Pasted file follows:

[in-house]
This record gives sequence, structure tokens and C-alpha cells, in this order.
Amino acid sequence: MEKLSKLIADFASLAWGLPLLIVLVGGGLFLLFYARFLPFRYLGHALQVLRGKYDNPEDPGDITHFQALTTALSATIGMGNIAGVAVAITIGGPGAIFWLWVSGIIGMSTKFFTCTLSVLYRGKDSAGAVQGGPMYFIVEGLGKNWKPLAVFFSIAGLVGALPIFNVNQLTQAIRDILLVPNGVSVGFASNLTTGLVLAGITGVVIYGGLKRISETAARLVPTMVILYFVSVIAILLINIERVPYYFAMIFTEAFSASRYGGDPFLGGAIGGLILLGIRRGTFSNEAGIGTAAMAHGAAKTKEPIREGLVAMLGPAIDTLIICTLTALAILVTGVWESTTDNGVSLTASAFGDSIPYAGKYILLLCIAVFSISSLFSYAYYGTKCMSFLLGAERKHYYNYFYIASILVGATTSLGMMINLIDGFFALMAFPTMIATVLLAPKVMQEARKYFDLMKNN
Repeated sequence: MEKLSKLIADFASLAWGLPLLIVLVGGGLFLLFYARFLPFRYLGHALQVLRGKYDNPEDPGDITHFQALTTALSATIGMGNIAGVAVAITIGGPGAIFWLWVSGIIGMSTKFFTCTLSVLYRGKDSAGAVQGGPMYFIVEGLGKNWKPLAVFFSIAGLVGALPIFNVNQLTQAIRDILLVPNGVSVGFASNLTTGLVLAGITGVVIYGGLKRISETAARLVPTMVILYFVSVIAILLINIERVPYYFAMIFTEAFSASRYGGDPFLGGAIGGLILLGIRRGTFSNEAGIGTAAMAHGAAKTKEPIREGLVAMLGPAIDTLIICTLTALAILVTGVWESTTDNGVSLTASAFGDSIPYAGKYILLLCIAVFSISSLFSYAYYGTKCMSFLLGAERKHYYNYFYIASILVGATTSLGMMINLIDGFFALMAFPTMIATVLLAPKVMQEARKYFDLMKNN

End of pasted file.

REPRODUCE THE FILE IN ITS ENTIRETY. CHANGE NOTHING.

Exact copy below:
[in-house]
This record gives sequence, structure tokens and C-alpha cells, in this order.
Amino acid sequence: MEKLSKLIADFASLAWGLPLLIVLVGGGLFLLFYARFLPFRYLGHALQVLRGKYDNPEDPGDITHFQALTTALSATIGMGNIAGVAVAITIGGPGAIFWLWVSGIIGMSTKFFTCTLSVLYRGKDSAGAVQGGPMYFIVEGLGKNWKPLAVFFSIAGLVGALPIFNVNQLTQAIRDILLVPNGVSVGFASNLTTGLVLAGITGVVIYGGLKRISETAARLVPTMVILYFVSVIAILLINIERVPYYFAMIFTEAFSASRYGGDPFLGGAIGGLILLGIRRGTFSNEAGIGTAAMAHGAAKTKEPIREGLVAMLGPAIDTLIICTLTALAILVTGVWESTTDNGVSLTASAFGDSIPYAGKYILLLCIAVFSISSLFSYAYYGTKCMSFLLGAERKHYYNYFYIASILVGATTSLGMMINLIDGFFALMAFPTMIATVLLAPKVMQEARKYFDLMKNN
Repeated sequence: MEKLSKLIADFASLAWGLPLLIVLVGGGLFLLFYARFLPFRYLGHALQVLRGKYDNPEDPGDITHFQALTTALSATIGMGNIAGVAVAITIGGPGAIFWLWVSGIIGMSTKFFTCTLSVLYRGKDSAGAVQGGPMYFIVEGLGKNWKPLAVFFSIAGLVGALPIFNVNQLTQAIRDILLVPNGVSVGFASNLTTGLVLAGITGVVIYGGLKRISETAARLVPTMVILYFVSVIAILLINIERVPYYFAMIFTEAFSASRYGGDPFLGGAIGGLILLGIRRGTFSNEAGIGTAAMAHGAAKTKEPIREGLVAMLGPAIDTLIICTLTALAILVTGVWESTTDNGVSLTASAFGDSIPYAGKYILLLCIAVFSISSLFSYAYYGTKCMSFLLGAERKHYYNYFYIASILVGATTSLGMMINLIDGFFALMAFPTMIATVLLAPKVMQEARKYFDLMKNN